Here's what Warren had to say about the accounting for pension plans:
Decades of option-accounting nonsense have now been put to rest, but other accounting choices remain – important among these the investment-return assumption a company uses in calculating pension expense. It will come as no surprise that many companies continue to choose an assumption that allows them to report less-than-solid “earnings.” For the 363 companies in the S&P that have pension plans, this assumption in 2006 averaged 8%. Let’s look at the chances of that being achieved.
The average holdings of bonds and cash for all pension funds is about 28%, and on these assets returns can be expected to be no more than 5%. Higher yields, of course, are obtainable but they carry with them a risk of commensurate (or greater) loss.
This means that the remaining 72% of assets – which are mostly in equities, either held directly or through vehicles such as hedge funds or private-equity investments –must earn 9.2% in order for the fund overall to achieve the postulated 8%. And that return must be delivered after all fees, which are now far higher than they have ever been.
How realistic is this expectation?
Some companies have pension plans in Europe as well as in the U.S. and, in their accounting, almost all assume that the U.S. plans will earn more than the non-U.S. plans. This discrepancy is puzzling: Why should these companies not put their U.S. managers in charge of the non-U.S. pension assets and let them work their magic on these assets as well? I’ve never seen this puzzle explained. But the auditors and actuaries who are charged with vetting the return assumptions seem to have no problem with it.
What is no puzzle, however, is why CEOs opt for a high investment assumption: It lets them report higher earnings. And if they are wrong, as I believe they are, the chickens won’t come home to roost until long after they retire.
After decades of pushing the envelope – or worse – in its attempt to report the highest number possible for current earnings, Corporate America should ease up. It should listen to my partner, Charlie: “If you’ve hit three balls out of bounds to the left, aim a little to the right on the next swing.”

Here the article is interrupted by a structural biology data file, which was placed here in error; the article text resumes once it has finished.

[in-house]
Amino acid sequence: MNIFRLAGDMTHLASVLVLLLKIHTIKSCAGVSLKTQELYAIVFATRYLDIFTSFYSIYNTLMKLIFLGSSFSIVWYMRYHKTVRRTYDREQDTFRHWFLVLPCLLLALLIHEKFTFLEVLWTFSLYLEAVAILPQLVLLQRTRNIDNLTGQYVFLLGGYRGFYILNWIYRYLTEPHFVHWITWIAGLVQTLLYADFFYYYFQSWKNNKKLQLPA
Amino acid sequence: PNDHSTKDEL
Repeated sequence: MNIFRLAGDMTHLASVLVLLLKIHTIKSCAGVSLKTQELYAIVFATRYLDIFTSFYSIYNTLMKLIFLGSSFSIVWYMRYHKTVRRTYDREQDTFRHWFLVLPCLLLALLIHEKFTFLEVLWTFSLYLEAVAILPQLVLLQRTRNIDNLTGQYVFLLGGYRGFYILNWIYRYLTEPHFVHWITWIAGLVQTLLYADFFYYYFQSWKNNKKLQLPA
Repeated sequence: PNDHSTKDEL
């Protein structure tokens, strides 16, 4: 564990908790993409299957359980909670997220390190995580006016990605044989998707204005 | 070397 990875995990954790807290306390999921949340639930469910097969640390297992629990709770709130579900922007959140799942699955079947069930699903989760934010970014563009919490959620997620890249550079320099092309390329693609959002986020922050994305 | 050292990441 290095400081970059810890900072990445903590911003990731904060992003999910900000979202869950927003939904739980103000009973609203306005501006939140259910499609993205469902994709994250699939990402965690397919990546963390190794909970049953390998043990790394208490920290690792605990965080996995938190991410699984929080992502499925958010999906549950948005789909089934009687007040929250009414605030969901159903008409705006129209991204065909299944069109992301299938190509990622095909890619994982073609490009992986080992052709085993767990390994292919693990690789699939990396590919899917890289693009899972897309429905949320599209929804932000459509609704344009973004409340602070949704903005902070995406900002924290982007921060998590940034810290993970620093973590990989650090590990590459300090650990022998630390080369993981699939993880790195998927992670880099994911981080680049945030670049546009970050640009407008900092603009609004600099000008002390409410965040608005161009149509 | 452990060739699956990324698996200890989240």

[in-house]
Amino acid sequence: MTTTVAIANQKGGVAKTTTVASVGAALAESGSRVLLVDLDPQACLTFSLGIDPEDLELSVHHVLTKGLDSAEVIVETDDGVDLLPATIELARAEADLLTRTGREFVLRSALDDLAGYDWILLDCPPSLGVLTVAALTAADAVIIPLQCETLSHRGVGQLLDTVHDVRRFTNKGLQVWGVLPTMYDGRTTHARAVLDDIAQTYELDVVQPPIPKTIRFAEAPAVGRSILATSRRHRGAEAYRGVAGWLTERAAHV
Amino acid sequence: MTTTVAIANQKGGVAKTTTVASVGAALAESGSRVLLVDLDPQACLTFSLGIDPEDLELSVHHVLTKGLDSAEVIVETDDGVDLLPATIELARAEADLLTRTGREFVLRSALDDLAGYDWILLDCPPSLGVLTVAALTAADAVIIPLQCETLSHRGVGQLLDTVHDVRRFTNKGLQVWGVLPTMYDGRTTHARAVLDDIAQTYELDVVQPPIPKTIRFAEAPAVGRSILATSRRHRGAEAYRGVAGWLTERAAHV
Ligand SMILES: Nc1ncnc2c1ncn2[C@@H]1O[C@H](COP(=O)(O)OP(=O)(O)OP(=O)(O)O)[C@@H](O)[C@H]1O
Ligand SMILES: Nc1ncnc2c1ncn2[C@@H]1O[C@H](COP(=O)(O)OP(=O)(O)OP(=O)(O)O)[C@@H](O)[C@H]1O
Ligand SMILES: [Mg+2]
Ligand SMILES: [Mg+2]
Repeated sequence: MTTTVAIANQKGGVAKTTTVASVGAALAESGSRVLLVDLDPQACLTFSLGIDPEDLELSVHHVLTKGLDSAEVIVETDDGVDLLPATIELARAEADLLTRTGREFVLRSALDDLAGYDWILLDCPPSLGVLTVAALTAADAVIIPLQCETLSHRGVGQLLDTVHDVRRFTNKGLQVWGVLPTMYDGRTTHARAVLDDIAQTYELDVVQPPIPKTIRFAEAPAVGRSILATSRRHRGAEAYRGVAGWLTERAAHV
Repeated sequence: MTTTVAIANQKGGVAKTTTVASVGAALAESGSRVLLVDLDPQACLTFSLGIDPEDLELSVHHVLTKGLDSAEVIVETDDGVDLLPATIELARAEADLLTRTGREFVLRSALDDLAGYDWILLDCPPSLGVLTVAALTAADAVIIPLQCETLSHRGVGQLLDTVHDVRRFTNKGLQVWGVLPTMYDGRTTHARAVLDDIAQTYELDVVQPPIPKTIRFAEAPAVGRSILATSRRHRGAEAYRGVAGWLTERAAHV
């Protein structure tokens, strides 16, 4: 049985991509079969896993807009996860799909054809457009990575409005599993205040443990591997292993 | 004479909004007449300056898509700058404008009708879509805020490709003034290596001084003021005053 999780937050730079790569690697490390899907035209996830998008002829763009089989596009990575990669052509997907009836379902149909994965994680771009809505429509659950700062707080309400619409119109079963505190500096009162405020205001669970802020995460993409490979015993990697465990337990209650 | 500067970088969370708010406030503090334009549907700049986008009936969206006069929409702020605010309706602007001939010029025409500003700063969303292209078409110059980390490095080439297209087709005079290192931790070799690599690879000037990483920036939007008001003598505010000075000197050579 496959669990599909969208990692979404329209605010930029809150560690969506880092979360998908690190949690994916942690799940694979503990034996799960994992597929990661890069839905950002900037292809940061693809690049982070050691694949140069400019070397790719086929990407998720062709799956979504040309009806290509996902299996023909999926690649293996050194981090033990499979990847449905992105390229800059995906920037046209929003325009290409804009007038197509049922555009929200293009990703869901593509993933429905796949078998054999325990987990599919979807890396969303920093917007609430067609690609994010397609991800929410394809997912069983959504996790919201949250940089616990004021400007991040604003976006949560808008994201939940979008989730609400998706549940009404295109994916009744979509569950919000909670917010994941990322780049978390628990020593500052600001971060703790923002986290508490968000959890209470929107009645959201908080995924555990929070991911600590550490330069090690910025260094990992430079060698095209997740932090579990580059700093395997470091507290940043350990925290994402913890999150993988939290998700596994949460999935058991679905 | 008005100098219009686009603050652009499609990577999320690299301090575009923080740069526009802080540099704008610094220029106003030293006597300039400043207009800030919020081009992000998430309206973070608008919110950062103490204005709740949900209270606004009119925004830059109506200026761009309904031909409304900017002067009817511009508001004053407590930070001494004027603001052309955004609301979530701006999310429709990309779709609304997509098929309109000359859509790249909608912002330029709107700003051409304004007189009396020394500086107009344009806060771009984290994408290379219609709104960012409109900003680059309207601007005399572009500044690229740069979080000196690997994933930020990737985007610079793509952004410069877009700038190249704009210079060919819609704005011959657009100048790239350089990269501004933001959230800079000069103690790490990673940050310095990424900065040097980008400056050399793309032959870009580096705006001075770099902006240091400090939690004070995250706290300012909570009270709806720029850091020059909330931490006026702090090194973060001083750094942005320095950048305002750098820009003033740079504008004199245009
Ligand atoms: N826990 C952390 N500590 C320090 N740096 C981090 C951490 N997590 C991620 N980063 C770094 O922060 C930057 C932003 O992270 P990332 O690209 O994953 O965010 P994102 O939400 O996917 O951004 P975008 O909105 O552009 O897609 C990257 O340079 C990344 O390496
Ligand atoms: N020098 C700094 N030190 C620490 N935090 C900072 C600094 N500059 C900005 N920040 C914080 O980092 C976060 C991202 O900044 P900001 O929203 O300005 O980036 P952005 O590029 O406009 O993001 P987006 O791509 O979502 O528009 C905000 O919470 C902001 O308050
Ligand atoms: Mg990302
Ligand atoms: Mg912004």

After the markets are down 50% across the board, these pension liabilities are going to be a blackhole of liabilities for many stocks with household names.
Karl Denninger, has the right idea, of what these obligations could entail:
A huge number of big multinational companies - firms that have so far held up reasonably well in the indices (and in fact are all that is holding up the indices) have tremendous unfunded pension obligations on their books.
These firms have in many cases seen half of their net equity value destroyed due to MTM losses on these funds. These liabilities can only be discharged through a bankruptcy (transferring them to the PBGC), and yet that would wipe out their common stockholders.
Now here is your exercise for the weekend:
Take the large-cap companies that have held up "reasonably well" thus far and also are "legacy" firms - that is, firms that have been around for a long time and thus have pension obligations on their books.
Zero the stock price of 30-50% of those.
Now compute what that does to the index they are in.
Make sure you're sitting down when you do this computation.
I gotta run. I have a tee time.
And if Obama wants to to really help this economy, he should take a little of Charlie's advice.
"Aim a little to the right on the next swing"